Associate Fellow, Africa Programme

The recent riots in Mozambique following government imposed increases in the price of bread and fuel have been blamed, in part, on global food prices and the actions of speculators. Whilst these are important factors, there are other, deeper issues which also need to be understood.

Mozambique is often cited as a donor success story. And there is no doubt that in terms of basic poverty reduction, the country - and its government - has performed well in recent years. Millenium Development Goals related to reduced child mortality and improved maternal health look likely to be achieved and the goal of eradicating extreme poverty and hunger is possible with some policy changes.

However, these successes are probably the 'easy wins' of a country emerging from years of damaging conflict. The harder task of sustainably lifting people out of poverty requires much harder work. But the political culture of Mozambique has allowed an elite to prioritise their political and economic interests above those of the people or the country. As a result, the institutions of state responsible for service delivery and the rule of law have been eroded from the inside. They are no longer fit for the purpose for which they were originally designed.

As a consequence, trans-national criminal interests, including people traffickers, car ringers and narcotic smugglers, have taken hold in Mozambique, further weakening the state's capacity to protect the population from poverty or insecurity.

A new Chatham House report says:

'... there is a clear demand for improved service delivery from a population for whom poverty (characterised by pervasive social, economic and political exclusion) is both a day to day reality and a potential source of extreme frustration. High levels of rural to urban drift (in search of both employment and service provision) leaves a high concentration of poor, unemployed, young and aspiring people struggling to survive. Their peri-urban setting means that their livelihoods are particularly vulnerable to shocks.'

The solutions to these challenges lie in a much more holistic understanding of the Mozambican context. Poor people require jobs and basic services. But they also need security and access to justice. They require opportunities to share in the national wealth equitably. A comprehensive threat analysis, which locates all these issues in a single analytical framework, would quickly lead government and donors alike to see the value of more integrated working.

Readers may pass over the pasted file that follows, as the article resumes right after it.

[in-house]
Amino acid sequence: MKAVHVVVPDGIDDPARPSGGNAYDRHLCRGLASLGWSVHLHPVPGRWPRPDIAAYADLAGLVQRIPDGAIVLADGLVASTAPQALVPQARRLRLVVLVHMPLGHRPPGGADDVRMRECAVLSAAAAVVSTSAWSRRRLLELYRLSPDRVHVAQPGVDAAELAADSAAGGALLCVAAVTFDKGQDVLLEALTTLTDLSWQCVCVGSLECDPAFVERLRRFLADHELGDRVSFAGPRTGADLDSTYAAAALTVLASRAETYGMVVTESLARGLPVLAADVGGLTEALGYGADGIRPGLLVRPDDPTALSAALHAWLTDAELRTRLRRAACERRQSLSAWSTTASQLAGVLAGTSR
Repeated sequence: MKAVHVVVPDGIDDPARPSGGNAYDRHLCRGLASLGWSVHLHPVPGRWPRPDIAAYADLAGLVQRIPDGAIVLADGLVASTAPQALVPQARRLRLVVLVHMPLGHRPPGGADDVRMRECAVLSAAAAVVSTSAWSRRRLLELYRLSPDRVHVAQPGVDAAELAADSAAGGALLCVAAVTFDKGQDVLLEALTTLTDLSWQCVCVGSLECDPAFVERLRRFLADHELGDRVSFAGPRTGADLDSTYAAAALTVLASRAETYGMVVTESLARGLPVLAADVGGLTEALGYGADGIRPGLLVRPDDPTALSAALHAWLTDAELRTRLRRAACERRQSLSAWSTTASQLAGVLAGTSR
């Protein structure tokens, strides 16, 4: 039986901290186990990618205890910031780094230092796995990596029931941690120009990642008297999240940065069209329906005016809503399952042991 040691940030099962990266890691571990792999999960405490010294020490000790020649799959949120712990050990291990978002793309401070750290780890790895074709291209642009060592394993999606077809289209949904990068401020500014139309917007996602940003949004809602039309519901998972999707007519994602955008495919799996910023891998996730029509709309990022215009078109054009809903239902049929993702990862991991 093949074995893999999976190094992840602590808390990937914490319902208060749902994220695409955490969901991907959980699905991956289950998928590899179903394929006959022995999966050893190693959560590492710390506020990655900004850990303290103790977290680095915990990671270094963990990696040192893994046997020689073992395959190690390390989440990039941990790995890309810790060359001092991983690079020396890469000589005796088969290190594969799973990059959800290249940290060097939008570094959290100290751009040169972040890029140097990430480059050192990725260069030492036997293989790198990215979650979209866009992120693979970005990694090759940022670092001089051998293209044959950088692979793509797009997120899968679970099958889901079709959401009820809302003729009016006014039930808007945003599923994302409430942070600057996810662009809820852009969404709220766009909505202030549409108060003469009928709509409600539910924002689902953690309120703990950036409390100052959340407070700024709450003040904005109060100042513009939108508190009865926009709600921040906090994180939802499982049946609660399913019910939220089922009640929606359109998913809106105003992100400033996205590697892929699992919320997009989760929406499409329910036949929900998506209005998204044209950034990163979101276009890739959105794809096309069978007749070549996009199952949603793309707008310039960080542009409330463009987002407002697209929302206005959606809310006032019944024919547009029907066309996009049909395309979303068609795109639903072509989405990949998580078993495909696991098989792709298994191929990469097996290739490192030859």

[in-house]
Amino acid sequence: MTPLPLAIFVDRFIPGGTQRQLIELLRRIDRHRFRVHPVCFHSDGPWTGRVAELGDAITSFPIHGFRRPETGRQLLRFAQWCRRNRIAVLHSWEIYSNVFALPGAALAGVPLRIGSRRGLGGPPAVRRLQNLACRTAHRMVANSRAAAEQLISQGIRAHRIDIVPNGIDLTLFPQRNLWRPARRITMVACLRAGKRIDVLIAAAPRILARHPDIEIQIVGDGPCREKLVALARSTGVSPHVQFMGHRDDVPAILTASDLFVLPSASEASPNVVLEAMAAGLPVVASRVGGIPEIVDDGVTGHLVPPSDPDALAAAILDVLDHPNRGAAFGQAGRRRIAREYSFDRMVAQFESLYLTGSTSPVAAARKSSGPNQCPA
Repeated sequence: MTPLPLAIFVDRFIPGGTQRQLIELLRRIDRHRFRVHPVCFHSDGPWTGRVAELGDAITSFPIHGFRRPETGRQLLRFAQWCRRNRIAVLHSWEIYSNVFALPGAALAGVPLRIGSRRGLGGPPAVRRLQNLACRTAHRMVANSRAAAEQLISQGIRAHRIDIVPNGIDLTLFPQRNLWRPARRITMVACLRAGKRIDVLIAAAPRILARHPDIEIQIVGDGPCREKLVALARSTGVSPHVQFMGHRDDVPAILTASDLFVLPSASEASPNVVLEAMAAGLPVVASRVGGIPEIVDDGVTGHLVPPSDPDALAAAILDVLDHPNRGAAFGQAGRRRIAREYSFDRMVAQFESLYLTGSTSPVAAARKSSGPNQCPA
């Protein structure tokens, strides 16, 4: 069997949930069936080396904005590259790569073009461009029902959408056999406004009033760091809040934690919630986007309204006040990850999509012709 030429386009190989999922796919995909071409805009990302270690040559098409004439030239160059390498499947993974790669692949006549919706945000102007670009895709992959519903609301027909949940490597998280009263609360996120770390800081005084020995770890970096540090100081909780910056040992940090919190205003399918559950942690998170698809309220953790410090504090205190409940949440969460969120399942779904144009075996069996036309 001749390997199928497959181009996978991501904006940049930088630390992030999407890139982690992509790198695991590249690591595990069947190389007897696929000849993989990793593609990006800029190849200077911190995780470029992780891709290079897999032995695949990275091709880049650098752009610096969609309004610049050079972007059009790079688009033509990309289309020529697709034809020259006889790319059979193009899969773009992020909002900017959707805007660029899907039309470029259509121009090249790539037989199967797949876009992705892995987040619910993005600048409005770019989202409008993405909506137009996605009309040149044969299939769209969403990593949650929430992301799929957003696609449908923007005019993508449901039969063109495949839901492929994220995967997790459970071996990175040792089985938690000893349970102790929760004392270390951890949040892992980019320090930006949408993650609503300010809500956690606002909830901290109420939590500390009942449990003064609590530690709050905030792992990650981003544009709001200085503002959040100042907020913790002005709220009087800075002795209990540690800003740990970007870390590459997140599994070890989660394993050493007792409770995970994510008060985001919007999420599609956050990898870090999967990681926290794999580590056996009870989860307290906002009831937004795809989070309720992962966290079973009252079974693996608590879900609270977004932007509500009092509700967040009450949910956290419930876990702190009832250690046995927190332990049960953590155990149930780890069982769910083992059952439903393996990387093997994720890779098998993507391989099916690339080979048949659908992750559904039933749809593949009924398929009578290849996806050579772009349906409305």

There is an urgent need to acknowledge the importance of politics in the dialogue between donors and the ruling party, FRELIMO (the Liberation Front of Mozambique). For Mozambican politicians, poverty reduction is political; and access to the country's future wealth is a matter of personal survival. For Mozambique's international partners, tackling the security threat posed by the country's weak governance structures could be an investment in both poverty reduction and in their own national security.

Existing donor funded programmes in basic service delivery should be complemented by work to make the country's security and justice systems people centred first and state centred second. Only through the prioritisation of human security (freedom from want; freedom from fear; freedom for future generations to inherit a healthy environment) can Mozambique hope to achieve the resilience that would allow the population to absorb future price rise shocks.

Security is a development issue. Donors and government alike need to embrace it as part of Mozambique's national development.

 

Further resources

This is based on the report Mozambique - Balancing Development, Politics and Security.

The report will be launched on Thursday 23 September in Maputo.
Launch details >>